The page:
That summer brought Lily a reprieve from her studies. As an undergraduate and a professional hockey player, she tries hard to maintain a work-life balance—a challenge that started when she was still in high school. “Things started to ramp up when I was selected for the Under 16s and then Under 18s,” she recalls. “It was a difficult process; I’d be at tournaments for regional and national teams with coaches watching everything I do. Meanwhile, in the evenings, I’d be struggling to fit in homework.” When she made it into the Under 21s team, those feelings intensified. “That was when things started to get serious. There were times when it almost felt too tough, but I've learned that you have to take it all in and enjoy every moment. There’s no failure in taking time away when things get too much.”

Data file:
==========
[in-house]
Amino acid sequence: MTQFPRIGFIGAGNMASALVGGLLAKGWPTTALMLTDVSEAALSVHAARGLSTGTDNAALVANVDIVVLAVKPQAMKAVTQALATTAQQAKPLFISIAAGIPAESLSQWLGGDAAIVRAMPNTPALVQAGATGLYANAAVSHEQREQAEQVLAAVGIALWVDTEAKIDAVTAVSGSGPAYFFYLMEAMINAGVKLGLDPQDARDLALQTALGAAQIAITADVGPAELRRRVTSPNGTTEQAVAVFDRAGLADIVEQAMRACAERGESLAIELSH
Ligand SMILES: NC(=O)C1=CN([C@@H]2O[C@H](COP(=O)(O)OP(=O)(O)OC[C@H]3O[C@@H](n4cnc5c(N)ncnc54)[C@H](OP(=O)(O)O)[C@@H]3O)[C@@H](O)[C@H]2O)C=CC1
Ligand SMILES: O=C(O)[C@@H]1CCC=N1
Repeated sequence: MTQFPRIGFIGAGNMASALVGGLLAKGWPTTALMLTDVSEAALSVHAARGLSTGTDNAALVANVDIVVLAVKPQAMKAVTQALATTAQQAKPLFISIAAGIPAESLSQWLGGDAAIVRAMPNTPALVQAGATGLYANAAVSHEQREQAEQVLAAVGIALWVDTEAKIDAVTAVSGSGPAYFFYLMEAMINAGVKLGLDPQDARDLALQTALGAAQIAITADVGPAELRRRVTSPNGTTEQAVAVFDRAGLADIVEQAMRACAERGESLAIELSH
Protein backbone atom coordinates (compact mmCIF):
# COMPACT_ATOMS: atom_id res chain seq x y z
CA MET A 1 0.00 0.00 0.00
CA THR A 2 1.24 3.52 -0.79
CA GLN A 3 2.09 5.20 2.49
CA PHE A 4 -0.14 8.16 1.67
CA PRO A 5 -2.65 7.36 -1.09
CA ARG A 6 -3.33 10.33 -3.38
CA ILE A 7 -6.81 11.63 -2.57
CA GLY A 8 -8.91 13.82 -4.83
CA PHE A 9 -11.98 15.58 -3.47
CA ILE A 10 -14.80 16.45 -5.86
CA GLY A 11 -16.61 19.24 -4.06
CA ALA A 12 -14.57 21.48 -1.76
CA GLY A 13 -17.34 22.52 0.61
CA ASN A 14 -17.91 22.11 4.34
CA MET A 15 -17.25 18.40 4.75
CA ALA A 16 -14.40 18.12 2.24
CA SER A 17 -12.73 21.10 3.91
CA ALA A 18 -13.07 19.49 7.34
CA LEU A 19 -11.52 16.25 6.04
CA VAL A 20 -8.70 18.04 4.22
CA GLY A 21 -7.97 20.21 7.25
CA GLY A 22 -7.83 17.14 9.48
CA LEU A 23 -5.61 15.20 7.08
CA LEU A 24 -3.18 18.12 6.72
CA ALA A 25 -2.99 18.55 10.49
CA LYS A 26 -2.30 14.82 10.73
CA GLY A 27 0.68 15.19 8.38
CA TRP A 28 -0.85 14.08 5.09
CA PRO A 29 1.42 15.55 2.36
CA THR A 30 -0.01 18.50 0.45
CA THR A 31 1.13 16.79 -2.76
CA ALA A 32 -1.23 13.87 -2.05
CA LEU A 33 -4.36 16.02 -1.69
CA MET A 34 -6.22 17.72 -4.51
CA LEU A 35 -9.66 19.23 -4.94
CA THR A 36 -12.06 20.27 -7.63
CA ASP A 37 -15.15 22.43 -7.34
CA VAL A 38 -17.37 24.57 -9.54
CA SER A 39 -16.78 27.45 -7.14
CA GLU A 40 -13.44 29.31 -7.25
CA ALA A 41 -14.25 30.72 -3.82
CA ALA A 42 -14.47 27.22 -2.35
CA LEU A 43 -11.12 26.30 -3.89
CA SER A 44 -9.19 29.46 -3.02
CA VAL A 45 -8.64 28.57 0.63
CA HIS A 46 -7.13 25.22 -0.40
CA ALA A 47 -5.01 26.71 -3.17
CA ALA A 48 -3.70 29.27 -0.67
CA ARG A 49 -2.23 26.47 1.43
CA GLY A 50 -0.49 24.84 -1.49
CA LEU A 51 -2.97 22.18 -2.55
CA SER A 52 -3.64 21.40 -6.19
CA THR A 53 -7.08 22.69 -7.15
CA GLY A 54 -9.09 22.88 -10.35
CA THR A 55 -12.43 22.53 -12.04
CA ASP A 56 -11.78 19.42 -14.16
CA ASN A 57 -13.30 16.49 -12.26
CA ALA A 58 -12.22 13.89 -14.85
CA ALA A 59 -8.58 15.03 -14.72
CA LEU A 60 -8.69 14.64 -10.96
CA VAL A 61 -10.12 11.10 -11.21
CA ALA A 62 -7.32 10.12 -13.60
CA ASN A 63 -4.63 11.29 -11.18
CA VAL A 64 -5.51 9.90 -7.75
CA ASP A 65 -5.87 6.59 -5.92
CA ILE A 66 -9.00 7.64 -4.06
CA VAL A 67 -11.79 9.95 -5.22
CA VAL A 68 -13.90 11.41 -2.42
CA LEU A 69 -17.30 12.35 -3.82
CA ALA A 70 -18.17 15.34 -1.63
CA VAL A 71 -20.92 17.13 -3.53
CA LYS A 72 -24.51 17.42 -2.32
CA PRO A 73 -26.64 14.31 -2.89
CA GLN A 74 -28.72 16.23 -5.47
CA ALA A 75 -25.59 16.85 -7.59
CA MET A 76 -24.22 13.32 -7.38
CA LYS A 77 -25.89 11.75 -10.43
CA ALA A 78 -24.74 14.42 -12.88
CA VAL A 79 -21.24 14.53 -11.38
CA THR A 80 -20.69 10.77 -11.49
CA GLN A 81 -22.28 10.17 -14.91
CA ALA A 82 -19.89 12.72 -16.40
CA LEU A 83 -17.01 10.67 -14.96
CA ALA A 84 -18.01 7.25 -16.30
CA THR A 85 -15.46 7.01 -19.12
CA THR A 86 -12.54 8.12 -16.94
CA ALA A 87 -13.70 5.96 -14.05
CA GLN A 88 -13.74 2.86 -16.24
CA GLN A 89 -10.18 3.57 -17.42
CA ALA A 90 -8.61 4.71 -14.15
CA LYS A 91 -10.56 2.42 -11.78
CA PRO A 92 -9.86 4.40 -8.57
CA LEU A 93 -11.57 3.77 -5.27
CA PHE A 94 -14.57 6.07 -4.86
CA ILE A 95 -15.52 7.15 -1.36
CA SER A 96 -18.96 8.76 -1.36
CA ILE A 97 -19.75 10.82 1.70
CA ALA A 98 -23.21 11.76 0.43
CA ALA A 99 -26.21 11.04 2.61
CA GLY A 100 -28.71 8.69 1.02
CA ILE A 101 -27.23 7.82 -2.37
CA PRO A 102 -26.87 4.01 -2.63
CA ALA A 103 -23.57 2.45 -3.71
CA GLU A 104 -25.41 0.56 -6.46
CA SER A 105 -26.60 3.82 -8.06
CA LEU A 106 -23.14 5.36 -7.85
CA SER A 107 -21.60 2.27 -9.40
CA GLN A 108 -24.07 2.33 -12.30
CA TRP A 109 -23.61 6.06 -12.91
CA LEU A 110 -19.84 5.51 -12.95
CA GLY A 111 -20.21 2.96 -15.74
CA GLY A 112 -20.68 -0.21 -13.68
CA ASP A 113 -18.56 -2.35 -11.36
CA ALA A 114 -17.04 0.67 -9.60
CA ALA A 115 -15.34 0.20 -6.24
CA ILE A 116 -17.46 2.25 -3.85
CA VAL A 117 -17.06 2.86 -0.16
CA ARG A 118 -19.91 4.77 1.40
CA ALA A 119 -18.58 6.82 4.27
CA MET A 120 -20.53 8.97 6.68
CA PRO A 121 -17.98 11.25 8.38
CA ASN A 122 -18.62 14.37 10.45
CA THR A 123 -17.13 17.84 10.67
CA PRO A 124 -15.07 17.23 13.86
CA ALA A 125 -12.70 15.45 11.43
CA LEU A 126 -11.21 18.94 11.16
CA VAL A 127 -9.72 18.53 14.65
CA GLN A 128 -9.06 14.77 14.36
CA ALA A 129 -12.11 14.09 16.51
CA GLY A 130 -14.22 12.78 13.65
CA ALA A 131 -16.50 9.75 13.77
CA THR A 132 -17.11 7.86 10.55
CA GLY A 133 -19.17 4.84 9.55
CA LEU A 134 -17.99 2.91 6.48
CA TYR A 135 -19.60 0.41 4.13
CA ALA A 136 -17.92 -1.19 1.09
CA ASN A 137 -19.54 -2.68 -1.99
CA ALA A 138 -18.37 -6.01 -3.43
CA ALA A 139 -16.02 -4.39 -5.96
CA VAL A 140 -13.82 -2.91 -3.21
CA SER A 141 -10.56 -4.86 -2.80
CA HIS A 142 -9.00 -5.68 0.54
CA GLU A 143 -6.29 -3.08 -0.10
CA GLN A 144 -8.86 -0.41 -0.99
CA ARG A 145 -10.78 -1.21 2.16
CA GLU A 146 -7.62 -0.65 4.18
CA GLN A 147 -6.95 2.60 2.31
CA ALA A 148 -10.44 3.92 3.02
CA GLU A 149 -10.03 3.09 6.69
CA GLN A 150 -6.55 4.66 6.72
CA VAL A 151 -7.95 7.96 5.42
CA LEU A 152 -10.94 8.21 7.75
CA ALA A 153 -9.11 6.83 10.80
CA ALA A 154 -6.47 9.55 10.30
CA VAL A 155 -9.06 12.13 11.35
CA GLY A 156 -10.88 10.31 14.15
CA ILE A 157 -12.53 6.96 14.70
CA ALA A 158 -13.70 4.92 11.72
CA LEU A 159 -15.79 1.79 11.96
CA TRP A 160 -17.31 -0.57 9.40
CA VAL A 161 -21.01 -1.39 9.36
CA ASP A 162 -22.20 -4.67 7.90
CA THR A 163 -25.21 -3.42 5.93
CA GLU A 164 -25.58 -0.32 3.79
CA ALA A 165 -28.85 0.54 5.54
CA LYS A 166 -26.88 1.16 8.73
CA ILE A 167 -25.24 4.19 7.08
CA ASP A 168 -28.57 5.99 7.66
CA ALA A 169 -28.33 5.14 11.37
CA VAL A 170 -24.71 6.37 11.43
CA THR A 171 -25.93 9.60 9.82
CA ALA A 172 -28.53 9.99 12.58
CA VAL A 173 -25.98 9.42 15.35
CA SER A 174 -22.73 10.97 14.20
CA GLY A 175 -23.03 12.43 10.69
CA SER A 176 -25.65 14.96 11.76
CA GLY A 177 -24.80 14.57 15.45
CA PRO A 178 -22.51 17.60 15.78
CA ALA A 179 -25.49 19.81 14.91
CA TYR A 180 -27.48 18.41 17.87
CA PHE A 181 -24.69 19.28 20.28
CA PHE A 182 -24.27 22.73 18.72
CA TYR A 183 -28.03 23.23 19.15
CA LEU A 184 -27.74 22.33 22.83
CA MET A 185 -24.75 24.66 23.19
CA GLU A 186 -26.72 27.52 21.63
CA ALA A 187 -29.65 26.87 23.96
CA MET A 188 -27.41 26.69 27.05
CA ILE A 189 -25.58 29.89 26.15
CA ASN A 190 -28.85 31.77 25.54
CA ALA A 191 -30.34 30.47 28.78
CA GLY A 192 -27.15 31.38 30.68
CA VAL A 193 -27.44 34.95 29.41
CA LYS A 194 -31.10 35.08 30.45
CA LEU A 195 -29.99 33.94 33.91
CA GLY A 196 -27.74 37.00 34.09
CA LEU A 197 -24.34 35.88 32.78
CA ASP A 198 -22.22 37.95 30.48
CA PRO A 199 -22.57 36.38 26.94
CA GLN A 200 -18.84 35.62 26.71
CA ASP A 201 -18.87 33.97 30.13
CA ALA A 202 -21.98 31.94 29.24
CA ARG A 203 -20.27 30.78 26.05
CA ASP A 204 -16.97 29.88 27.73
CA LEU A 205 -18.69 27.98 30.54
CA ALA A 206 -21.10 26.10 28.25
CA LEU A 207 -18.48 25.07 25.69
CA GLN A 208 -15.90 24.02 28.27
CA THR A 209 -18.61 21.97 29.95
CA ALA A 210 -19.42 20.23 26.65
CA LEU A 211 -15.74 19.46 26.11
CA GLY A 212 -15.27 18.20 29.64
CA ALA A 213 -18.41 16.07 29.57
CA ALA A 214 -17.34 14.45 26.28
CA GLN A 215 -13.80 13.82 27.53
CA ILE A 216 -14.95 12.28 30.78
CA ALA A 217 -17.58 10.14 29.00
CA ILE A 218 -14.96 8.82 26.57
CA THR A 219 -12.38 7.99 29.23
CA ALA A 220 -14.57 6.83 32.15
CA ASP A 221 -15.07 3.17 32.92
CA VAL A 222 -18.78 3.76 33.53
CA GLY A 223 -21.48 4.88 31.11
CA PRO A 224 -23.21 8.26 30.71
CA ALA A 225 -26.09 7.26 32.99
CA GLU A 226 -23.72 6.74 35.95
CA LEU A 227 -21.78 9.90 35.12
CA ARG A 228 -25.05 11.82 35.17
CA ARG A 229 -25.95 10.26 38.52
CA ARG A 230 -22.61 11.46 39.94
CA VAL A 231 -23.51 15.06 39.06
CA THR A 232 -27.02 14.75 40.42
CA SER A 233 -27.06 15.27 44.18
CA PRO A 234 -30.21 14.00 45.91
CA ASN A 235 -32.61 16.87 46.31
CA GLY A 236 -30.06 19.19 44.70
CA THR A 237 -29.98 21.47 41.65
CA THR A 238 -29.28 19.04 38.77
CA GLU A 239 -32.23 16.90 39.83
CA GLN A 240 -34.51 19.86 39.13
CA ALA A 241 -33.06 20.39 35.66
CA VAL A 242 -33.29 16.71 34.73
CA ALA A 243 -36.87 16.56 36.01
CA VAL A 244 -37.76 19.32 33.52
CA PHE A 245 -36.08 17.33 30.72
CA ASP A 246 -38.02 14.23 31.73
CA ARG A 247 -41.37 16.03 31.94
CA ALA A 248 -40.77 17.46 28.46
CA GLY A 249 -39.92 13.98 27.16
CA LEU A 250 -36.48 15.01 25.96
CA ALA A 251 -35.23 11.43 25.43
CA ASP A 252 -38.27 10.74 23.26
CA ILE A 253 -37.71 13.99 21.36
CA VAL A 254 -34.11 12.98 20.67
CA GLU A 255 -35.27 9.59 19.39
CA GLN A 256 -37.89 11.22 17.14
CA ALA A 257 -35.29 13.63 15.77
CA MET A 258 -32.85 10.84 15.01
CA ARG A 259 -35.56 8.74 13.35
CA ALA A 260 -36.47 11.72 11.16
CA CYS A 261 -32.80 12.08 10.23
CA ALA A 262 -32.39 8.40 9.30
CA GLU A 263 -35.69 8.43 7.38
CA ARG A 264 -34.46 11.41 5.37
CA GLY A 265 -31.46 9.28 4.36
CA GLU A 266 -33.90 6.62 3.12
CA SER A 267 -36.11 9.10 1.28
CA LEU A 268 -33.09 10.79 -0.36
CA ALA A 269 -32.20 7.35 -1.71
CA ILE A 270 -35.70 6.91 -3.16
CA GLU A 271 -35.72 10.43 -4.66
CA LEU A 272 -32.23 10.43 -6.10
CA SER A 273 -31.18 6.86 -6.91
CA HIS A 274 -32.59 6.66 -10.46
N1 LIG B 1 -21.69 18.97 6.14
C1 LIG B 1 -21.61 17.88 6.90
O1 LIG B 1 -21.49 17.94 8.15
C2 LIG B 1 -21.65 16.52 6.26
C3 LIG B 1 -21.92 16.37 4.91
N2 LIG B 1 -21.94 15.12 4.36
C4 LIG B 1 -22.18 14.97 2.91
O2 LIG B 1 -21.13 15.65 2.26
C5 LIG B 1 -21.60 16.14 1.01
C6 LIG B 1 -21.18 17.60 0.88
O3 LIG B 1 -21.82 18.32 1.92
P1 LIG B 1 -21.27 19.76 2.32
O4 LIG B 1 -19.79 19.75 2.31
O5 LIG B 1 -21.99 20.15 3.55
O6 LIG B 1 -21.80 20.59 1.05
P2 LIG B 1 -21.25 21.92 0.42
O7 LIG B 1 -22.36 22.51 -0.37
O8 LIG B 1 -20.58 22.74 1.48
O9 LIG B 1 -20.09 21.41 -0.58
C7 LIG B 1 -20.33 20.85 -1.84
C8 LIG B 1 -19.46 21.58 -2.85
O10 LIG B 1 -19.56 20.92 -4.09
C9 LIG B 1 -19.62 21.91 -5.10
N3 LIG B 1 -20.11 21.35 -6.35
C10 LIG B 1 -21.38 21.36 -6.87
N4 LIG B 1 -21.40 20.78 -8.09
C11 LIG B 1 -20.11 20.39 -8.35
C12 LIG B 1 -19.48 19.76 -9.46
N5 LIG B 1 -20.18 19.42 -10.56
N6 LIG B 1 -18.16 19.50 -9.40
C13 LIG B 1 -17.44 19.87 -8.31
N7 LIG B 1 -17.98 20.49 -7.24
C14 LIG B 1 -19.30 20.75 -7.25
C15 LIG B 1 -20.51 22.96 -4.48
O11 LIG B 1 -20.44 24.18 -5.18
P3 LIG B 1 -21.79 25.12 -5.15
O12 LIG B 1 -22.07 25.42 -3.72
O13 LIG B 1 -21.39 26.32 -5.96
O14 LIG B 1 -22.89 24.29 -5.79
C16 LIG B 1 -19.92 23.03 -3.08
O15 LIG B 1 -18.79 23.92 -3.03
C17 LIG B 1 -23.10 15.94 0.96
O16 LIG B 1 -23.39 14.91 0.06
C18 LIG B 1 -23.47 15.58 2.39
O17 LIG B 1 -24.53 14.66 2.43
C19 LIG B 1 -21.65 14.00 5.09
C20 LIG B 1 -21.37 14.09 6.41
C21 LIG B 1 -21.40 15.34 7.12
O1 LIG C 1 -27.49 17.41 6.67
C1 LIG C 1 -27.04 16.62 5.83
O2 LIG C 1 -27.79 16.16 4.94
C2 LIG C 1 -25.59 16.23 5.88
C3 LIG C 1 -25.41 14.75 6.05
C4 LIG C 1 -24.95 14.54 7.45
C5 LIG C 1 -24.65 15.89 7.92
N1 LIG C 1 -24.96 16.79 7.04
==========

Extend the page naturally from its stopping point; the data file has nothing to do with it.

These days, Lily feels better about organising life, and her determination shines through. She plays hockey five days a week and studies for the other two, with some reading thrown in for relaxation—she loves mysteries and romances. When she has a big team selection coming up, she prioritises training, and now that she has a dissertation to write, that has to come first on rest days.

When you’re from a sporting background, you’re taught to keep your body healthy, but until recently there wasn’t much focus on keeping your brain healthy.

Lily Walker

Why Social Policy?

Lily’s passion for social policy began during her A-Level studies. “I took A-level History and became interested in how things like governments change through time. I like to see how systems work, and why.” Her experiences as a young sportsperson have influenced her understanding of policy systems. “My main interest is heath—mental health systems in particular.”